Microscopic observations of structural changes in the adrenal gland of the living frog under experimental conditions.код для вставкиСкачать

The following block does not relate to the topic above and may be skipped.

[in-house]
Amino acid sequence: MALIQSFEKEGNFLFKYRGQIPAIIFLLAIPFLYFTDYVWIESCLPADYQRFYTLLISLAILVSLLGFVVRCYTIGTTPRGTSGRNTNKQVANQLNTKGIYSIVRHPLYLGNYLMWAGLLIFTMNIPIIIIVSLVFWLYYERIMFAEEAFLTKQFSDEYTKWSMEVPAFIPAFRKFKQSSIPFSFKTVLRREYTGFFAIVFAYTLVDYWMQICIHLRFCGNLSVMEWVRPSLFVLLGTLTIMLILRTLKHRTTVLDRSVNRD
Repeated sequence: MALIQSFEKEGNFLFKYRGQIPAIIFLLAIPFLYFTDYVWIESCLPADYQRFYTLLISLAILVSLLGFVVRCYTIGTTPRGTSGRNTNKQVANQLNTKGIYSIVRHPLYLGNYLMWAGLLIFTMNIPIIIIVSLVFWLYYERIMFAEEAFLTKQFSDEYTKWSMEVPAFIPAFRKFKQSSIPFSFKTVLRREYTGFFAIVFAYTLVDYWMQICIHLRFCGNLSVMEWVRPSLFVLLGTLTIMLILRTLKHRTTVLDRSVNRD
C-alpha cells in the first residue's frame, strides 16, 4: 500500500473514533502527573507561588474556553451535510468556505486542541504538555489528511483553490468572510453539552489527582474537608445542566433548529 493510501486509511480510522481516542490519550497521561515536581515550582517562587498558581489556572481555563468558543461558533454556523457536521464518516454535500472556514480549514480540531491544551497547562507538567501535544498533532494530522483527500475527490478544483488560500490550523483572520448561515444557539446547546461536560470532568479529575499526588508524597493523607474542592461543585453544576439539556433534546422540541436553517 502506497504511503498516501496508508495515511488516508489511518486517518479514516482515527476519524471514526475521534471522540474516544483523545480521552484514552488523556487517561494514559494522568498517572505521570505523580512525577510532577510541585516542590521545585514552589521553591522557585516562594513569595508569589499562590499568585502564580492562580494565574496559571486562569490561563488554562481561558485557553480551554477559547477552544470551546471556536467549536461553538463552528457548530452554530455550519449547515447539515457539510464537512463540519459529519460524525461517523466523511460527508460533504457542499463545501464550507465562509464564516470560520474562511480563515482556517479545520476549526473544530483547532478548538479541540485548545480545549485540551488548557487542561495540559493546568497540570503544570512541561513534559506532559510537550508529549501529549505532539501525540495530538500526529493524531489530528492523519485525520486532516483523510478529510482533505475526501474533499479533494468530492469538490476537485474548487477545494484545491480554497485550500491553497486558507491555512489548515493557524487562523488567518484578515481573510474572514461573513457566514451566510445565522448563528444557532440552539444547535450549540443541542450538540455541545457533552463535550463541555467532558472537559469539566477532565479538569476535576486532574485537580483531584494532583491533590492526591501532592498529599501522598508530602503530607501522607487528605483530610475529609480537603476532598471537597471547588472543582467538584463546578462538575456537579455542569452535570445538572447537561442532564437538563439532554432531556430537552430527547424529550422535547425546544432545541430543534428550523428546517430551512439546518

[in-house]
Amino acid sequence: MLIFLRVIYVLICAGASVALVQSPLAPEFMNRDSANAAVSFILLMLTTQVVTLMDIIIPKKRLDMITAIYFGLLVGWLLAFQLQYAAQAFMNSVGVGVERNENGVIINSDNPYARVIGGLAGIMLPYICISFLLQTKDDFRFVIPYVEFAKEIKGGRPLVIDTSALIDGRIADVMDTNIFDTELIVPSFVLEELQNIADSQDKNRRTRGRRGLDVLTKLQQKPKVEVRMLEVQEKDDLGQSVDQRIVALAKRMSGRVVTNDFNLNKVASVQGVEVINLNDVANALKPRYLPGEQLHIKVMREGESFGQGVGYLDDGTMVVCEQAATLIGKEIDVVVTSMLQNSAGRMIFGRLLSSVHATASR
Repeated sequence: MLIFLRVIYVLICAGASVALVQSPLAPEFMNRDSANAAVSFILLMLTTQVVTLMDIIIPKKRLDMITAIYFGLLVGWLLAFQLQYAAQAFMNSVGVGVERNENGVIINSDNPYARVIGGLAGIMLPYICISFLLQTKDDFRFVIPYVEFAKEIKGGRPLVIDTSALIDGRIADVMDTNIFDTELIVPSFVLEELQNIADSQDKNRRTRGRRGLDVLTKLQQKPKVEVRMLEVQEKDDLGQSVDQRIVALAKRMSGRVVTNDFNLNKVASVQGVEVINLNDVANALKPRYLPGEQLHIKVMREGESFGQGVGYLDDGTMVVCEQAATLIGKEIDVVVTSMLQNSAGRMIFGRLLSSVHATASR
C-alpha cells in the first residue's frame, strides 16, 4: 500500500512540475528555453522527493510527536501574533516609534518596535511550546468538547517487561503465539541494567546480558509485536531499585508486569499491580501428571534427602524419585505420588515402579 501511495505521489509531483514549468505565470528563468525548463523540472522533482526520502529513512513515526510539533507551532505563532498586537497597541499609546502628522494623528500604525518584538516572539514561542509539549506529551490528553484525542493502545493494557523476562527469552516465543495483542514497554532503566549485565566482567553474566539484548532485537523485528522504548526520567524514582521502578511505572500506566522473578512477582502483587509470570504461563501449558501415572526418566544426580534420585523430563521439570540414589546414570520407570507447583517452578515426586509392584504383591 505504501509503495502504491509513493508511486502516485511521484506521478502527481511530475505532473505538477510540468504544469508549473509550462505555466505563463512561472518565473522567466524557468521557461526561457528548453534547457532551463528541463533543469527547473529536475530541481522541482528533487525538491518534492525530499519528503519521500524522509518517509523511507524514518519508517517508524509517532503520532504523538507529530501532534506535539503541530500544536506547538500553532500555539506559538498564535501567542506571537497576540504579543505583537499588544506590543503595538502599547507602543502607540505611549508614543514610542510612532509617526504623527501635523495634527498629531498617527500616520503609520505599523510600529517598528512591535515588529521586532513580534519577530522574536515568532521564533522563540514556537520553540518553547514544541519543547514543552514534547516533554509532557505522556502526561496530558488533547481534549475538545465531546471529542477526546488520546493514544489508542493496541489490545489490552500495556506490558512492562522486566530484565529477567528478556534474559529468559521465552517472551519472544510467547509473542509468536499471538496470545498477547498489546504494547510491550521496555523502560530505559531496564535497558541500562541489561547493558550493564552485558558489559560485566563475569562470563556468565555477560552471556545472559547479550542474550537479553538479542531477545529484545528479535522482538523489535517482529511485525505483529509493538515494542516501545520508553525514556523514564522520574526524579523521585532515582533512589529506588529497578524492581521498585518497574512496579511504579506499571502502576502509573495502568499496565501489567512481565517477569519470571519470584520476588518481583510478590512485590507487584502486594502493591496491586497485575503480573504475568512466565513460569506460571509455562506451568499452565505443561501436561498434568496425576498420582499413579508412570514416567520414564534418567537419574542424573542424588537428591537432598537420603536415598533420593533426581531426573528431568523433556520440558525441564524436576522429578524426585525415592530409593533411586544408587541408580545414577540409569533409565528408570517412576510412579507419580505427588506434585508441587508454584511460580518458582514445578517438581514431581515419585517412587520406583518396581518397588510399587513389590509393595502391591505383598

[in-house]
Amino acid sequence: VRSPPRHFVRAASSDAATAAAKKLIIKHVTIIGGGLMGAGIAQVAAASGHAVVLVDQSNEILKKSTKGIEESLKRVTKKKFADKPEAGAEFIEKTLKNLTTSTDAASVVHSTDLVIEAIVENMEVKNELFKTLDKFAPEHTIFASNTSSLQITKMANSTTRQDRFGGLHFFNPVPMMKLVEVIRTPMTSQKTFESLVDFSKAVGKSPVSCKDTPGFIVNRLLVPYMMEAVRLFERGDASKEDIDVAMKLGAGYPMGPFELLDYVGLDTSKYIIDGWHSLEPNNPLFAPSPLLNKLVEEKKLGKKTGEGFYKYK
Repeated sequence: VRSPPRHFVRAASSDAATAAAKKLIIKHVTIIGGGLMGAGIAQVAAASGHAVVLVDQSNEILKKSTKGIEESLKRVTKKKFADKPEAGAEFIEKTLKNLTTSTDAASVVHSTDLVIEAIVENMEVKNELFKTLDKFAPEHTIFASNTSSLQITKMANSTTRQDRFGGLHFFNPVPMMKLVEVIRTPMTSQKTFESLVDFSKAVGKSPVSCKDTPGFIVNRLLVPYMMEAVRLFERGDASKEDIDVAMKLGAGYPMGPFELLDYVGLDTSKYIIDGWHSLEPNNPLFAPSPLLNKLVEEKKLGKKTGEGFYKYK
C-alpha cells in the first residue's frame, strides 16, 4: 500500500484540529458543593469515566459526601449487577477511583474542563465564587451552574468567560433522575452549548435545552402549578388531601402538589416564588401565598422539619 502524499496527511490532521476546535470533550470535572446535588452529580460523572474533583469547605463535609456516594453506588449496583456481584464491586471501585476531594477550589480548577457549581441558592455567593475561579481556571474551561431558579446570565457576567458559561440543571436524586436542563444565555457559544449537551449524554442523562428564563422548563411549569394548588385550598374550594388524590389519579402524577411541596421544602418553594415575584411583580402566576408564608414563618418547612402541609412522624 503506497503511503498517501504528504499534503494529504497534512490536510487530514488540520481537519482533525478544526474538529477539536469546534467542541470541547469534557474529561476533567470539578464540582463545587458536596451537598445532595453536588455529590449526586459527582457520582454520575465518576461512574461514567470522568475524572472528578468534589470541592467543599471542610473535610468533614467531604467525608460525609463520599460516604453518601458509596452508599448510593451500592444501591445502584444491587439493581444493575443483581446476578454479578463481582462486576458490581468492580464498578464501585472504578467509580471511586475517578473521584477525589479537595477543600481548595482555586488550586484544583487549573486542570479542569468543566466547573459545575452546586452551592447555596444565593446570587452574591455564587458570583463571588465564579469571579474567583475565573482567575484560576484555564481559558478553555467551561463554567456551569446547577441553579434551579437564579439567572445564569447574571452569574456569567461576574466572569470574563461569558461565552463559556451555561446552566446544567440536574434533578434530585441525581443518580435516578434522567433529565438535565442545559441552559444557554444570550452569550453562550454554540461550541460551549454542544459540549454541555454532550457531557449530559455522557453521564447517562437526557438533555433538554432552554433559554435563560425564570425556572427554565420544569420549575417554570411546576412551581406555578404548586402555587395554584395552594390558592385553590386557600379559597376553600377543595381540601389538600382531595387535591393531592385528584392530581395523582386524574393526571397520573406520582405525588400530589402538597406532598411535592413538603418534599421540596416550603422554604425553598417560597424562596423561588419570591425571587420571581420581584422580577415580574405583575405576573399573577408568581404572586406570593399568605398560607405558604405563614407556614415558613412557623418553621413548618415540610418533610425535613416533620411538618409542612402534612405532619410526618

MICROSCOPIC OBSERVATIONS O F STRUCTURAL CHANGES IN T H E ADRENAL GLAND O F THE LIVING FROG UNDER EXPERIMENTAL CONDITIONS EDWARD SINGER AXD R. L. ZWEYER Department of Anatomy, College of Physicians and Surgeons, Columbia University The possibility of visually correlating the function of a gland of internal secretion with its changing structure opens np an interesting field for study. It was first suggested by Vonwiller and Zulzer in 1927, in a paper on the kidney, where they briefly describe the living adrenal gland. The present observations on the adrenal glands of living frogs enable us to report a definite continuity in their d;vnamic morphology. Tho technique of observation has been described in detail elsewhere (Singer, '32). The fluorescence microscope and Busch Univertor were used, which permitted the use of reflected light and dark-field illumination with visible light, and of filtered ultraviolet light, which induced fluorescence. This microscope used in connection with specially devised water immersion lenses made it possible for us to observe the adrenal gland with high magnifications and for long periods of time, the gland being kept coiistantly and evenly moist with gently-flowing Ringer solution. The frogs were immobilized by pithing, curare o r ether, but prolonged observation of controls showed that the least change in adrenal structure occurred during the light ether anesthesia. The appearance of the living adrenals in more than fifty frogs was compared with fixed, sectioned and stained tissues from the same and similarly treated animals. Both 183 paraffin a i d gelatin-freezing (Zwemer, ' 3 3 ) techriiqnes were used. In the adreiial gland of the iiormal frog, with white reflected light and low power, the cell groups appear as irregular1:rouiided o r elongated oval, yellow islands surrounded oii all sides 'upbright red, moving blood streams. ivo cell boiindaries or nuclei are seen. With higher magnification ( X 480) an indistinct cellular demarcation and a few nuclei become visible. The cells arc filled with fine round yellow or yellow-brown granules. The nuclei, when seen, are nearly round and have a clear grayyellow color. The larger, fast-moving blood streams are adjacent to the long diameters of the cell groups. The smaller cross-anastomoses are slower and may either stop or even reverse their flow. Under high power the red blood cells resemble bright shining plates of yellow gold. Phagocytic leucocytes, made more visible in some of the cases hy ingested blue dye, drift by with the current, or migrate slovvlp along the capillary walls. They settle down from time to time and then more on again. Fixed preparations reveal the constant presence of these cells in the adrenal gland. This is not strange when we remember that in the mammal the adrenal gland is generally cited as the location of part of the ' retieulo-endothelid' system. The typical, yellow-granular normal cells f rcqumtlp iindergo a change which we have been unable to associate with any experimental procedure. The granules increase in size in all diameters until within 15 minutes they assume the appearance of oil globules. These are crowded together a i d fill the entire cytoplasm, obscuring the nucleus. The globules increase in size so rapidly that in half an hour no cell boundaries can be distinguished and the entire area of the changing section is covered by large globules interspersed with smaller globules of n r J - i n g sizes. Adjacent cell groups frequently remain unchanged, and there is no change in the nearby kidney cells. This sporadic change from granules to globules in the adrenal cells could not be correlated with injections, exposure to light or extreme variatioiis in blood circulatioii. CHANGES I N ADREX’AL GLAND O F TJVING FEOG 185 Filtered ~iltravioletlight, used after the injection of 1 cc. of a saturated solution of aesculine, reveals a network of fine brown fibers meshed in the fluorescent, brown cell-islands. This iietworli is 110 longer visible when the globular change occurs. About 6 to 10 minutes after the injection of aesculiiie the margins of the cell clumps begin to appear brown, while the centers are still purple from the reflected light of the filter. Ten to 20 minutes later the entire adrenal gland is fluorescent and blood streams made visible by their bluish glow are seen weaving in and out among the brown cell-islands. No nuclei or cell boundaries are visible with aesculiiie, but 2 miiiutes after the injection of 1 cc. of 1:1000 solution of acriflavine the nuclei are fluorescent. This last named solution does not affect the cytoplasm. Etherized frogs observed without injections show no specific changes in their adrenal glands. Even after hours of observation the gland cells of control frogs under ether anesthesia appear the same as when the abdomen was first opened, save for the spontaneous change previously described. Pithing and curare, on the other hand, seem to increase the visibility of nuclei and cell boundaries. I n pithed frogs the nuclei are darker than the cytoplasm in full reflected light, hut become brilliant shining spots in the dark cytoplasm when half-shadow illumination is used. The cells appear smaller and crowded together. Curare shows the multangular cell boundaries and slightly ovoid nuclei with special clearness about 30 to 40 minutes after injection. Occasional empty spaces appear between the fine eveilly granulated yellow cells. A subsequent return to more normal conditions is frequently observed. Bichloride of mercury poisoning (1 cc. o r 2 cc. of 1: 1000 solution) is followed by a gradual change in the cytoplasmic structure. The pale yellow background begins to fade, and the pellow-brown granules enlarge until they appear as pale droplets or bubbles. At the end of half an hour many of the cell groups have a frothy, water-white appearance. Finally, the grayish nuclei become distinct and the cell boundaries 186 EDWARD SINGER A N D R. L ZWEMEE definitely outlined. At this stage the granules still present are either coarser and uneven in size and distribution, o r are extremely fine, and the cytoplasm is very faint yellow o r white, which gives the cell a watery appearance. A profile view of the growth of granules to bubbles reveals an extrusion phenomenon, the bubbles being projections into the lumina of the blood vessels. The increased visibility of the nuclei and cell boundaries is probably due to a further loss of substance from the cell. These observations, when correlated with our studies of fixed tissues, indicate that the adrenal gland of the normal frog contains a yellow substance located in cells homologous to the corticoadrenal cells of mammals. This substance is stained by osmium tetroxide, Sudan I11 and IV, and Nile blue sulphate. From its staining reactions, it does not appear to be a neutral fat. Some anisotrophic lipoid is in intimate relation with the stained-lipoid in the normal frog. Both decrease rapidly when the frogs are subjected to certain treatments. Examination of sectioned tissues shows that ether produces the least change in the lipoids ; pithing and curare are intermediate; and mercuric chloride injections are followed by the greatest lipoid depletion. SUYXARY 1. The adrenal gland of the living frog has been studied by reflected white and fluorescent light. 2. I n the normal gland the cells are filled with small, evenlydistributed, yellow granules. 3. The grannlar coiidition Can change to a globular one. This phenomenon is unassociated with the experimental procedure. 4. Fluorescent light reveals a fine network of fibers around the granular cells, which is not visible when the globular coildition prevails. 5. Pithing, curare and bichloride of mercury induce changes in adrenal cell structure which are apparently due to a diminution of their lipoid content. CHANGES I N ADRENAL GLAND O F LIVING FROG 187 LITERATURE CITED SINGER,E. 1932 A microscope for observation of fluorescence in living tissues. Science, vol. 75, pp. 289-291. P., AND R. ZULZER 1927 Observation niicroscopic du rieii vivant tie TONWILLER, la grenouille. Bulletin d’Histologie appliquhe a la physiologie et B la pathologie et de technique microscopique, T. 4, pp. 153-159. R. L. 1933 A modified gelatin embedding technique for the study of ZWEMER, adrenal and other lipoids. Anat. Bee., vol. 57, p. 41.